Tesla Network goes public. Sort of.

Hello, everyone. Apologies for no articles for these past 2 weeks as we were on vacation. Now, we are back to bring you the freshest and latest news once again. So let’s dive right into in.

As we all know, Tesla is a very exclusive company. All their vehicles have features that are never shared with any other consumer car on the market and the Tesla strategy for producing vehicles, selling them and distributing them is also exclusive to what we normally see with other automakers. Along with this exclusiveness comes their special charging techniques. All Tesla vehicles produced are capable of high speed charging for their superchargers. This is only possible because of the hardware that allows for additional cooling to the battery and a charger that can facilitate the transfer of electricity at such a high voltage. But, the Tesla Network of charging which includes both superchargers and destination chargers are available only to Teslas. This is because Tesla uses a 3 hole inlet for charging over the traditional 5 hole inlet.

 

         

 

Currently, Tesla’s charge port is designed as seen in the top left image. This was not always the case. In the right image, we see the charge port that is used in most electric vehicles today such as the Chevy Bolt and the Nissan Leaf. This concept was originally used for the Tesla charge port until they began to unveil the superchargers but many Teslas across Europe can still be seen with this. This is because Europe is trying to bring more and more electric vehicles to its continent and have thousands of free charging locations everywhere. Thus, the use of this charger allows Tesla to use these public chargers also. But, in the case that a Tesla still uses a 3 hole inlet, one can use the adapter as shown in the bottom left image. The adapter attaches to your charge port and as we see it takes in a 5 hole inlet. Thus, people who own a Tesla have access to both their own exclusive network and the public one shared with others but not the other way around for other electric vehicles. But that has changed.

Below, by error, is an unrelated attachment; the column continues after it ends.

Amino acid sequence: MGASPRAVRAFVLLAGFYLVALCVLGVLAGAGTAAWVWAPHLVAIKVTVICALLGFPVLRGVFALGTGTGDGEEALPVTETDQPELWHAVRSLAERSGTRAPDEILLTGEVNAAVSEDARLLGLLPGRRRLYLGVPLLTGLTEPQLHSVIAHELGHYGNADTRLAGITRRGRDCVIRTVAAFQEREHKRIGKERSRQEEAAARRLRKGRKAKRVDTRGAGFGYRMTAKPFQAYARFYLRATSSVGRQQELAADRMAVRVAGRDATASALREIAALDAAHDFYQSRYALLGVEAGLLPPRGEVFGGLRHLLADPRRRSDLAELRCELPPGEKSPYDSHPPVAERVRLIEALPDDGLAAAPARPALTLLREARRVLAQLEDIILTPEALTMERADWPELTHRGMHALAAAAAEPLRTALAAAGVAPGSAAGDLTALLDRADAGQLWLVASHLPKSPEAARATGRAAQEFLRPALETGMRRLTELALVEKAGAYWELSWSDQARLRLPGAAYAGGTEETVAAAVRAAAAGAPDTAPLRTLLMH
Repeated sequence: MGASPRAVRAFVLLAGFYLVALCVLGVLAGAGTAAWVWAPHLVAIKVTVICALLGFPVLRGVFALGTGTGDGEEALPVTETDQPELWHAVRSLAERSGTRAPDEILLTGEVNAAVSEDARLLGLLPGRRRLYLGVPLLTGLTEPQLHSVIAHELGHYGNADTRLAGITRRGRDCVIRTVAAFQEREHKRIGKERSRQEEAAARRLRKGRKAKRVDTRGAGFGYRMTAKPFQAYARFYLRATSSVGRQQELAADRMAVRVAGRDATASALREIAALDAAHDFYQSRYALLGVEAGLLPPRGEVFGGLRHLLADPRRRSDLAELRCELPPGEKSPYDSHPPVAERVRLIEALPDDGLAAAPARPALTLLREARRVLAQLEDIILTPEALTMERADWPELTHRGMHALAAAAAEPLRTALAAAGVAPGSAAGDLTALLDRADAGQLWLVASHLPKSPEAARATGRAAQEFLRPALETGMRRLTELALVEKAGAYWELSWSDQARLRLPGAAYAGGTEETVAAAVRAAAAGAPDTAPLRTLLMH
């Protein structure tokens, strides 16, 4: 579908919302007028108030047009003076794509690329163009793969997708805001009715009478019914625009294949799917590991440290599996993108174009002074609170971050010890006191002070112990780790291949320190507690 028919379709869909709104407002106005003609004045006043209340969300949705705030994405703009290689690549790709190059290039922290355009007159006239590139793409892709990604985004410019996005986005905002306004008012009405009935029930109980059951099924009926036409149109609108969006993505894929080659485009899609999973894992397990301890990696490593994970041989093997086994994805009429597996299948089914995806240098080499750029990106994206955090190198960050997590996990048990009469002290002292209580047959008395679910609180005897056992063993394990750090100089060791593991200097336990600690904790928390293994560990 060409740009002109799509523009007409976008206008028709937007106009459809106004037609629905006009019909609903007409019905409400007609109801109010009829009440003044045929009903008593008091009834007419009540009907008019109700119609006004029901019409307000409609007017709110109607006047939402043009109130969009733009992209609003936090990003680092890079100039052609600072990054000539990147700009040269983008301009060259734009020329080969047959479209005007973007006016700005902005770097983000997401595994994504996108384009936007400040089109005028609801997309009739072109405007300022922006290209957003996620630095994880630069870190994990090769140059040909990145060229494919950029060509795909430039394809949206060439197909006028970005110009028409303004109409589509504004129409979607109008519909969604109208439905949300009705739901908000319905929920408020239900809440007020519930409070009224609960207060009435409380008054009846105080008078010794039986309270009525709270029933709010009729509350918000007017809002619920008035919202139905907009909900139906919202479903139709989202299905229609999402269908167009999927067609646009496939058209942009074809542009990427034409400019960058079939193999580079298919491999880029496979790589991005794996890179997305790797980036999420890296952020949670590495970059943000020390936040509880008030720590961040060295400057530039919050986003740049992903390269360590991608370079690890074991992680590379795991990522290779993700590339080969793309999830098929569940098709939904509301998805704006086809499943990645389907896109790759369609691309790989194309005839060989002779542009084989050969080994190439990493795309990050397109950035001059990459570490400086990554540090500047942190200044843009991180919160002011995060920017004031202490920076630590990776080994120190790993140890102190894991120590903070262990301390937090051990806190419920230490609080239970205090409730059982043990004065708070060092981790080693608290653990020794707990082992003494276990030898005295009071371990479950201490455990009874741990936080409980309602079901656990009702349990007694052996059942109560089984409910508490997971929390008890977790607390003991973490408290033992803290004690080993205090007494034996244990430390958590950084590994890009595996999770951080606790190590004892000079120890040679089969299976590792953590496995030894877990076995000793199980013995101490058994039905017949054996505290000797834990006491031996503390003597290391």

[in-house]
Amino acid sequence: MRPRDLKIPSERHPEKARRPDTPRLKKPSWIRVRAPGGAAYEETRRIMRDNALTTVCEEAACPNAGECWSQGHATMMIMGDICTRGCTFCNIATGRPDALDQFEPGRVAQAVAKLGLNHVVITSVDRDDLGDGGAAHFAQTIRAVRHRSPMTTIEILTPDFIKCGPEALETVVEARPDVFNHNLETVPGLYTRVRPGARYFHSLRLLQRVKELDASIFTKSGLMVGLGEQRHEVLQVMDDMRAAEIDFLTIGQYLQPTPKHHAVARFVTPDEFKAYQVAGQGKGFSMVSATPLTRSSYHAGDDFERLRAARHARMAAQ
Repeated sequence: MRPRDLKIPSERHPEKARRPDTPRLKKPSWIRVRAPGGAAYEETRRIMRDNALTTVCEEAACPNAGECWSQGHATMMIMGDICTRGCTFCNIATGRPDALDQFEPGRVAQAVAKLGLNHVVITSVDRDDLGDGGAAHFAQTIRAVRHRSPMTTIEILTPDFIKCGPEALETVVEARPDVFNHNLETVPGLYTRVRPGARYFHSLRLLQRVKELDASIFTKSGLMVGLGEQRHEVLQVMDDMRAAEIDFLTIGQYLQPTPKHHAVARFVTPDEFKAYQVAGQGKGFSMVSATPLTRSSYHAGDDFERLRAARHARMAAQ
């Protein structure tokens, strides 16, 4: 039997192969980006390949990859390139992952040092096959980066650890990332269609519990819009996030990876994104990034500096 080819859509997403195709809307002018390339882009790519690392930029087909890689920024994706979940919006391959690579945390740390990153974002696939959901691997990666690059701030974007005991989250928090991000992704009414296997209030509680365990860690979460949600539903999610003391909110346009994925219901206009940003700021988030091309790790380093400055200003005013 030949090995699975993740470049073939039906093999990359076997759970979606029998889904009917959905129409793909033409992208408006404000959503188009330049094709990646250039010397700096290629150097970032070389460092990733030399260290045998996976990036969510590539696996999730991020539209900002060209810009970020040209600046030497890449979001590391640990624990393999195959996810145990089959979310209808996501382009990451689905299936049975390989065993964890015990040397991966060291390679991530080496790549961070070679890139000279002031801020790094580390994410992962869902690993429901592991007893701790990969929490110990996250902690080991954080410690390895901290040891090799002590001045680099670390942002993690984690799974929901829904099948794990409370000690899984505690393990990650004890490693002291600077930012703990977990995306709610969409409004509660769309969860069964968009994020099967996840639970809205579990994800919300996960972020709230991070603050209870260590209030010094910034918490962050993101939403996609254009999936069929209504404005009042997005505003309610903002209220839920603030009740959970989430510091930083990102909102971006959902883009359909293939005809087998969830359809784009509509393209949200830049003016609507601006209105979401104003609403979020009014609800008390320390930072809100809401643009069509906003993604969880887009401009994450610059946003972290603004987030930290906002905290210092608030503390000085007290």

Last week, a new electric vehicle adapter came out know as the JDapter Stub. This adapter allows vehicles that are not Tesla’s to access the Destination Charging network but not the Supercharging Network. For those who do not know, the Destination Chargers are essentially what you would find at someone’s home. These chargers that only charge at about 34 miles per hour and are placed at hotels, motels and rest stops allowing a Tesla owner to charge their vehicle overnight. With this new adapter, over 4,000 chargers around the world have now been opened up to every single electric vehicle that has been commercially produced. The only feature that the non-Tesla’s will not be getting is the full charging speed. The JDapter Stub can only support a maximum of 40 amps but the Destination chargers give an output of 48 amps to Teslas with a charging speed of about 34 miles per hour. At 40 amps, one can get a charging speed of around 27 miles per hour which isn’t that much of a downgrade also considering that most vehicles do not have as much of a range compared to Teslas.

With this new adapter, over 9,000 chargers around the world have now been opened up to every single electric vehicle that has been commercially produced. The only feature that the non-Tesla’s will not be getting is the full charging speed. The J1772 adapter can only support a maximum of 40 amps but the Destination chargers give an output of 48 amps to Teslas with a charging speed of about 34 miles per hour. At 40 amps, one can get a charging speed of around 27 miles per hour which isn’t that much of a downgrade also considering that most vehicles do not have as much of a range compared to Teslas.

Last week there was also news that CTO of Tesla, JB Straubel, claims that Tesla is “actively talking to other car makers” and want to “figure out a structure to work” with the automaker’s vehicles ” for things like Supercharger[s]”. This is a possible idea but also one that is very complicated. First, all the vehicles would need to have the high speed charging hardware implemented into them. Tesla is also big on software and the connection between a Supercharger and a Tesla is completely software driven. When a Tesla plug’s into a Supercharger Stall, the car sends an encrypted key to the charger, one unique per vehicle. This key allows the vehicle to start charging and also contains all of the vehicle’s information which is then sent to Tesla and stored on their servers. Another big issue is the crowds. With Tesla’s only, the crowds at Supercharger’s are immeasurable. At peak times, there could be 5-7 vehicles waiting in line and being at the back of it could mean a 45 minute wait. All things considered, it would be extremely unlikely that Tesla’s Supercharger Network would go public anytime soon.

 

 

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